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Search for whitespace in a String

Michael Cleary
Ranch Hand

Joined: Jul 29, 2003
Posts: 93
I'm having trouble searching for whitespace in a String. I've tried iterating through the string with a loop using <string>.charAt, but I don't know how to compare each iteration to a whitespace (" "). I can't use " == ", and I haven't had any luck using <string>.equals() either. I basically need something like: if(character is a whitespace) {
do something; }
I also tried assigning the string to a character array, and then looping throught the char array, but I still have trouble looking for a white space for some reason. It seems like it should be so simple...
Any thoughts would be greatly appreciated,
TIA,
Mike


Mike<br />SCJP 1.4<br />----------------------------<br />mdcleary@earthlink.net<br />----------------------------<br />There are 10 types of people<br />in the world. Those that <br />understand binary, and those<br />that don't.
Joe Ess
Bartender

Joined: Oct 29, 2001
Posts: 8895
    
    8

Help me out here. What kind of output are you expecting? Are you trying to identify the whitespace or the words within a string? Is this an assignment where you have to show your work iterating through characters or can you use an API call which will do all the work for you? If the latter is the case and you want to obtain the words in a string, look closely at java.lang.String and java.util.StringTokenizer
[ October 07, 2003: Message edited by: Joe Ess ]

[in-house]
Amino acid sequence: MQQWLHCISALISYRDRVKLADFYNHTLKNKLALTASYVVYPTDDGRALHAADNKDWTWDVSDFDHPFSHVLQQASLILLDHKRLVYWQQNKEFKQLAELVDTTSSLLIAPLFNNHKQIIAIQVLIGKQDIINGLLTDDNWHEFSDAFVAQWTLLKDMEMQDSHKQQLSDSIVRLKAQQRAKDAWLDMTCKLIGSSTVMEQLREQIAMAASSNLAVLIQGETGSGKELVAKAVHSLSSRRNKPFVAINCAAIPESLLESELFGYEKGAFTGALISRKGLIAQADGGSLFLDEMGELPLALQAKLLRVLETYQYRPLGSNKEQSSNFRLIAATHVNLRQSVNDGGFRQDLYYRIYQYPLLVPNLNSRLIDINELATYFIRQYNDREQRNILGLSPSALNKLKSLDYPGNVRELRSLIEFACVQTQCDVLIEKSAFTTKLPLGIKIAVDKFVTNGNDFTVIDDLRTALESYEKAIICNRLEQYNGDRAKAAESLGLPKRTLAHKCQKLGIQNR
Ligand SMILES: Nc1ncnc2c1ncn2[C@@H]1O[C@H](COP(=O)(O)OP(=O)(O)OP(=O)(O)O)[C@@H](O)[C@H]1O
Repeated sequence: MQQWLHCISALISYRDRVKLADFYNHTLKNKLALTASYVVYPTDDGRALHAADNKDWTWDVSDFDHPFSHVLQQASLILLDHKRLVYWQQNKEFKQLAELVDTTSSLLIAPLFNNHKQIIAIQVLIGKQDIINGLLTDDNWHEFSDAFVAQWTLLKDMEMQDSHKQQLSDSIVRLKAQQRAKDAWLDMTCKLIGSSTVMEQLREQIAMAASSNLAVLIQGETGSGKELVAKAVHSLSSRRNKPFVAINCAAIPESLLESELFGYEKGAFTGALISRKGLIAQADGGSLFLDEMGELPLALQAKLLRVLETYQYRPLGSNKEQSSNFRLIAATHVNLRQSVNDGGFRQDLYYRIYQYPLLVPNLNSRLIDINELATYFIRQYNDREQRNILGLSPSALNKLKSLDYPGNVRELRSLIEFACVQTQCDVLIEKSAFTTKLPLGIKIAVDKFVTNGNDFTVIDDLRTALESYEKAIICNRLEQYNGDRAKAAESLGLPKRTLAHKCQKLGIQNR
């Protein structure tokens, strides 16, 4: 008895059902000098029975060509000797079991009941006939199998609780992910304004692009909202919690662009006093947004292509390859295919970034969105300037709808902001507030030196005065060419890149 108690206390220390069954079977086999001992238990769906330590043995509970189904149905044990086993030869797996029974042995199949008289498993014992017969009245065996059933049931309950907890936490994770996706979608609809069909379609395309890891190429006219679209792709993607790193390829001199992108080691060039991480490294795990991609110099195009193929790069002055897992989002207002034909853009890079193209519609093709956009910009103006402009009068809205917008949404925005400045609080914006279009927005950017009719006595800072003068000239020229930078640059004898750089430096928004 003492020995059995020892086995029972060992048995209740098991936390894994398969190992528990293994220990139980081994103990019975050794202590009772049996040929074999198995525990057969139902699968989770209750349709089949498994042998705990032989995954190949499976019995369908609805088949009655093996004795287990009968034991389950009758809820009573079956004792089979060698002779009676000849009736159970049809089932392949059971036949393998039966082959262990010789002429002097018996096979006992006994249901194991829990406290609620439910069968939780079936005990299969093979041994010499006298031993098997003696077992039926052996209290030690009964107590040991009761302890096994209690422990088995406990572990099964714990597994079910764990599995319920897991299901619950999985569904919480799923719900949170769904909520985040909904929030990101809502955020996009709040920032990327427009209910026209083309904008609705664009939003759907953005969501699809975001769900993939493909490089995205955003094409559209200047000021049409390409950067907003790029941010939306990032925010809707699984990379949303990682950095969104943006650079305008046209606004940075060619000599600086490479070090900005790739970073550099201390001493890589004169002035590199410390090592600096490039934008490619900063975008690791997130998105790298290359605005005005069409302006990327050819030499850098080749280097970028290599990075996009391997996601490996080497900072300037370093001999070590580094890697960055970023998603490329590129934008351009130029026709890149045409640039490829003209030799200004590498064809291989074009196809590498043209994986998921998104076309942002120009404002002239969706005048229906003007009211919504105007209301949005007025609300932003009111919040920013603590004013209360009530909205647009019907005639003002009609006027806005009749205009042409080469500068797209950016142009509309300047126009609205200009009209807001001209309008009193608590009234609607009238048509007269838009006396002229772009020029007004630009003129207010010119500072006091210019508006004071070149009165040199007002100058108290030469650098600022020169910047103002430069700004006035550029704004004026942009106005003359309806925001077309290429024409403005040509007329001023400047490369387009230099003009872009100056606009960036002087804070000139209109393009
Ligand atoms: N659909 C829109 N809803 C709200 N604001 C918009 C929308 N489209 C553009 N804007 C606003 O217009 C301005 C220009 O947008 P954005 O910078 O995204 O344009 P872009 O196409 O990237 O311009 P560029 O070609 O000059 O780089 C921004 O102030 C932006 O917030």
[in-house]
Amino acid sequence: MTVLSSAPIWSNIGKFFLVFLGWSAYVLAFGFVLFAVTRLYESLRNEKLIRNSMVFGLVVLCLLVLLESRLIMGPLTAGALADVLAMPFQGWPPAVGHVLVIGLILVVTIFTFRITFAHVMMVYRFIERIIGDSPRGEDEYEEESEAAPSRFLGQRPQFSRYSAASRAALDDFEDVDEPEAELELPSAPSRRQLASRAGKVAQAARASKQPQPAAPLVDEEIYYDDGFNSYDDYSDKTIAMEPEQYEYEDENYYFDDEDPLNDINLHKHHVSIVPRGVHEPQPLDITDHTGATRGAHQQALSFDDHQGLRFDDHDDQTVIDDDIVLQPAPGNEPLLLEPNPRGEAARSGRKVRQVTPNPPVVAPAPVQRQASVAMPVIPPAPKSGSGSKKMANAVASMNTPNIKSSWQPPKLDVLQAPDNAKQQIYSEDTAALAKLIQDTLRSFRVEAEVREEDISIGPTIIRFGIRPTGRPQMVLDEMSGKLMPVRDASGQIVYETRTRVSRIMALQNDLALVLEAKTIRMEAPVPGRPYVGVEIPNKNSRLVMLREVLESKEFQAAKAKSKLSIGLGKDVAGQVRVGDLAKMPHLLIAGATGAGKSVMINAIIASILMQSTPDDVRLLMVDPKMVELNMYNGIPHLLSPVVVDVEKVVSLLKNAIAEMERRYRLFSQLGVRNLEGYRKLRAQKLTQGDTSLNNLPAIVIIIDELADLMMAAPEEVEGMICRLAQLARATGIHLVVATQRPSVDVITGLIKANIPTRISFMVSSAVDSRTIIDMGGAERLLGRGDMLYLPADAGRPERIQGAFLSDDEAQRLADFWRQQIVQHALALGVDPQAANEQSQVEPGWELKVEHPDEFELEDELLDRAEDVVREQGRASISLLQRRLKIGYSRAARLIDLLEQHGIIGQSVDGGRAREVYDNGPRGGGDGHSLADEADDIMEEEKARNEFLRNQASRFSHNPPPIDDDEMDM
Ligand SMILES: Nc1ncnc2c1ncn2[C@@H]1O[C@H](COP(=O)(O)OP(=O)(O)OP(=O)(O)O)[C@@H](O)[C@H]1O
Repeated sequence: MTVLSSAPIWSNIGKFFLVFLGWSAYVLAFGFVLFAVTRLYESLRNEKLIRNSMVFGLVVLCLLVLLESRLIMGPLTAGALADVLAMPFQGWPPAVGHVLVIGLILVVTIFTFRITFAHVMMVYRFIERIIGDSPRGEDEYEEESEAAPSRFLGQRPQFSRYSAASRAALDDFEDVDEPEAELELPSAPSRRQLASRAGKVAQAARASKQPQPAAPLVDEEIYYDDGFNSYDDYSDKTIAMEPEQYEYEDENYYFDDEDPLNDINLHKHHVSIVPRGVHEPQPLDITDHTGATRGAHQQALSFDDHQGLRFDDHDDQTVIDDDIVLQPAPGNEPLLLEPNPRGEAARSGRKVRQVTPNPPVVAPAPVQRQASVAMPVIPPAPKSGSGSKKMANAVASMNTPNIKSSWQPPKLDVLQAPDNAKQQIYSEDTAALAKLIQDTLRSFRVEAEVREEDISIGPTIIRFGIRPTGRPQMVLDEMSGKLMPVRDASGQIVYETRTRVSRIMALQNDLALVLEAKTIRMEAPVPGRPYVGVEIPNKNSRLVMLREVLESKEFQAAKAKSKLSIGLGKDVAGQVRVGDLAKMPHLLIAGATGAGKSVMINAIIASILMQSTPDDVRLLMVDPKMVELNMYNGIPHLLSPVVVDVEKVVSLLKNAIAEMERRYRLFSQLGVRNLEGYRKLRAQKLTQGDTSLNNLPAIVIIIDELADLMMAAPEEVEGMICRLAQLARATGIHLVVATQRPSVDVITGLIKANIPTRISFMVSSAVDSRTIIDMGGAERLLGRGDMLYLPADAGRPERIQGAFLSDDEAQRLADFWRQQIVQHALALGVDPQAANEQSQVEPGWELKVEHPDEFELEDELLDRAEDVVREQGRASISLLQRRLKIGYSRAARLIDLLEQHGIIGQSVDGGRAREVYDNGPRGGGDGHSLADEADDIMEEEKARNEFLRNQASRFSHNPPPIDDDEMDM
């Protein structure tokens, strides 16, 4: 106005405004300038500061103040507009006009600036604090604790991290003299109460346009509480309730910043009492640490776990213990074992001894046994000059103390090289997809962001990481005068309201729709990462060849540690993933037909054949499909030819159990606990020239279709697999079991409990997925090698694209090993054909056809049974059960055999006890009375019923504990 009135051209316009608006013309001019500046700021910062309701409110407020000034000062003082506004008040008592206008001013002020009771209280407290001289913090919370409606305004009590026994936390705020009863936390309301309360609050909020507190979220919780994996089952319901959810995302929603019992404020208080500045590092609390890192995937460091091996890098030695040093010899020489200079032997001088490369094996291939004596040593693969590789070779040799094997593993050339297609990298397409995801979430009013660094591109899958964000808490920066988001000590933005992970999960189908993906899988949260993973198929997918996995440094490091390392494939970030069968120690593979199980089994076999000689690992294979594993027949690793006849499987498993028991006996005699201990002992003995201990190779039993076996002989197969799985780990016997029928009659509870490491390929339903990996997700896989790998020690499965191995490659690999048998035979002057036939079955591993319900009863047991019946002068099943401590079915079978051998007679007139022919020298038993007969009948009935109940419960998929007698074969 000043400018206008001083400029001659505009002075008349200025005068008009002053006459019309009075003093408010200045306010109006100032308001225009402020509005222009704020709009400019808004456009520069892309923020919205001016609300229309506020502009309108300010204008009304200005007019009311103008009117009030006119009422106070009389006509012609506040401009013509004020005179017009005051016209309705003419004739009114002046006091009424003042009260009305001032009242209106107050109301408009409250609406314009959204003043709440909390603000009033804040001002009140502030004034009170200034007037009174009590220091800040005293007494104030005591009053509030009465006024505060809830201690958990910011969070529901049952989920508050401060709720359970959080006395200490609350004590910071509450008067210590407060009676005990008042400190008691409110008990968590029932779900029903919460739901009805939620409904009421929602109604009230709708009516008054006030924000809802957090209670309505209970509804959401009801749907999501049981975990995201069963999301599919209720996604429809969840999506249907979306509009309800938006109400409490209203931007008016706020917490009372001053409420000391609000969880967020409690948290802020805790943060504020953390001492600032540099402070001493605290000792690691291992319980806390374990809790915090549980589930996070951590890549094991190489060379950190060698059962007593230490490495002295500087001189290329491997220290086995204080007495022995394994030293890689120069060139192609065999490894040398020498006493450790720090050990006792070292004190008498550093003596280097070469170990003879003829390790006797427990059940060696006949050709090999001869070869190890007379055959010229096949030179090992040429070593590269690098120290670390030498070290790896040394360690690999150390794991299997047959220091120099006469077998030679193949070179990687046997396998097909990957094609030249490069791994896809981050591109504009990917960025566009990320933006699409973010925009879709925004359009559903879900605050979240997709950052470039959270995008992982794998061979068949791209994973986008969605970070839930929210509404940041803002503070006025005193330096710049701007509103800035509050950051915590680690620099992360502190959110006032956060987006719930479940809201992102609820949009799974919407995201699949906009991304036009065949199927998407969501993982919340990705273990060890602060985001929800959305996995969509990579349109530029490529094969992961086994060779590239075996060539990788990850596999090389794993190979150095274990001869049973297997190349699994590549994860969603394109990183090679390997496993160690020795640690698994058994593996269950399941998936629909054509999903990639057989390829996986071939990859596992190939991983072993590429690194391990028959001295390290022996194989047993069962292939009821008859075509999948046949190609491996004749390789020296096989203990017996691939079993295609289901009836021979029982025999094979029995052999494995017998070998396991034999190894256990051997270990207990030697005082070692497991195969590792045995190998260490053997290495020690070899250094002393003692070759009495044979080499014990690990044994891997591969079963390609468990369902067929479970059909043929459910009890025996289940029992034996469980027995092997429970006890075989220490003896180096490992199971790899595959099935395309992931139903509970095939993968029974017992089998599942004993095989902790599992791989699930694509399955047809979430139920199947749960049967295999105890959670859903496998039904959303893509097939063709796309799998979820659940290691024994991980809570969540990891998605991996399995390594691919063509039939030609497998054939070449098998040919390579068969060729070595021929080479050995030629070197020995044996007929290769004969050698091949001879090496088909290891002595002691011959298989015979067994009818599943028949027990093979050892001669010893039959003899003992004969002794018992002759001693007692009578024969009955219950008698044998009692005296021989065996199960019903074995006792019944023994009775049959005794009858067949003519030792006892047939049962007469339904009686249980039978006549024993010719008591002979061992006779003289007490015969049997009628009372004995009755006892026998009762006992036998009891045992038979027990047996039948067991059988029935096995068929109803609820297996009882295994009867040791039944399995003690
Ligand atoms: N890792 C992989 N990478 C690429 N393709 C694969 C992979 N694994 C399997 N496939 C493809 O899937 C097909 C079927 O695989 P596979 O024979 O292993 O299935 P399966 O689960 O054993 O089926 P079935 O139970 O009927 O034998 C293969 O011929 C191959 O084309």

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maneesh subherwal
Ranch Hand

Joined: Aug 26, 2002
Posts: 42
use the same charAt iteration and compare the charAt to ' ' i.e. in single quotes.
String s = "AB 123";
char spaceChar = s.charAt(2); // the value of spaceChar should be ' '
hope this helps
Thanks,
Maneesh
Jason Menard
Sheriff

Joined: Nov 09, 2000
Posts: 6450
Here's a little bit of code that might give you some ideas. There are many more ways to perform similar tasks that you might come across though.

Output will be:
this_is_a_string
this.is.a.string
this-is-a-string
[ October 07, 2003: Message edited by: Jason Menard ]
Michael Cleary
Ranch Hand

Joined: Jul 29, 2003
Posts: 93
Thanks for all the quick replies! Basically, the input will be a String, which is the concatenation or 4 separate Strings entered by a user (I add a space between each String entered by the user during the concatenation). What we're actually looking for is the last letter of each word in the concatenated String. We then create a new String consisting of the last letters for output.
So what I was trying to do was search the String for the whitespace between words, and then take the previous character. At the end, I add the last character from the String (since there may not be any white space at the end of the String). We have only looked at String right now, so I should probably not use StringBuffer or StringTokenizer.
I tried using something similar to the following (from Jason's post):
for (int i = 0; i < s.length(); i++)
{
char c = s.charAt(i);
if (c == ' ') {
c = '.';
}
}
Instead of c = '.', I had str += s.charAT(i -1);
//str was a previously declared String
I kept getting an outOfBounds exception - this confused me since even though I know this would happen if i = 0, there was never a white space at the beginning of the String, so the condition would not have been true (and therefore str = s.charAT(i - 1) should not have been evaluated). If I change the loop initializer to int i = 1, I avoided the exception. But my final string (str) ended up including most of the original string.